… Compiled by ‘Kostur’
'Increase your Knowledge' Series:
How Snakes Move?
Snake can move in several ways, depending on speed and the
surface over which it is travelling. The most common is lateral undulation,
whereby the muscles of its back contract sequentially, causing S-shaped waves of
bending to move along its body from head to tail. The head and nech set the
direction and the bends follow their track like carriages behind a railway
engine. Sea snakes have oar-shaped tales to help to propel them in water.
An alternative method is sidewinding, seen in Africa's
horned viper and the sidewinder of North American deserts. Its body rolls
sideways in a series of arcs along the ground, resembling a rolling spring.
For concertina movement, the snake alternately pulls
up its body into bends then straightens it forwards - a method used by larde
puff adders in tunnels, and by tree boas while climbing.
Rectilinear locomotion is simply moving in a straight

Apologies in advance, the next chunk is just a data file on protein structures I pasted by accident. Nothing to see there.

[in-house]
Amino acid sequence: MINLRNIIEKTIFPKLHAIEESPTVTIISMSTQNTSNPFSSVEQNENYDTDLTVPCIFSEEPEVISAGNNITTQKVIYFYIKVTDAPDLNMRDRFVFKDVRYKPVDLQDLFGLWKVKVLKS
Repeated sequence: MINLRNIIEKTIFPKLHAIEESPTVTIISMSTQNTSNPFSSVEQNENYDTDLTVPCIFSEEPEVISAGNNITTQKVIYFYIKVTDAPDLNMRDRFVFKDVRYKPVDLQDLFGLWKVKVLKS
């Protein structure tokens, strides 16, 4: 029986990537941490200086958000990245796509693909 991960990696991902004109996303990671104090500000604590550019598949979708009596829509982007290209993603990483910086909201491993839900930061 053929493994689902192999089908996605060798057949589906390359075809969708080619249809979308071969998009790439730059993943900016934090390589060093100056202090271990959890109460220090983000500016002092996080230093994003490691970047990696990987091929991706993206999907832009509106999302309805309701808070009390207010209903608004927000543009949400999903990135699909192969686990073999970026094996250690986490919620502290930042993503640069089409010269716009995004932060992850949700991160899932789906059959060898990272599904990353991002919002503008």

line - the preferred method of constricting snakes, such as the pythons of
Africa and tropical Asia. At several points along the snake's underside, the
belley scales are alternately lifted from the ground and pulled forwards and
then pushed downwards and backwards. The scales dig into the ground, causing the
snake to move forwards.
Although snakes look fast as they slither through the
undergrowth or over the sand, they are actually remarkably slow. The
rattlesnakes of North America normally progress at a modest 3 kilometers per
hour. The world's fastest snake, the black mamba from Africa, was once seen to
chase a man at 11 kilometers per hour.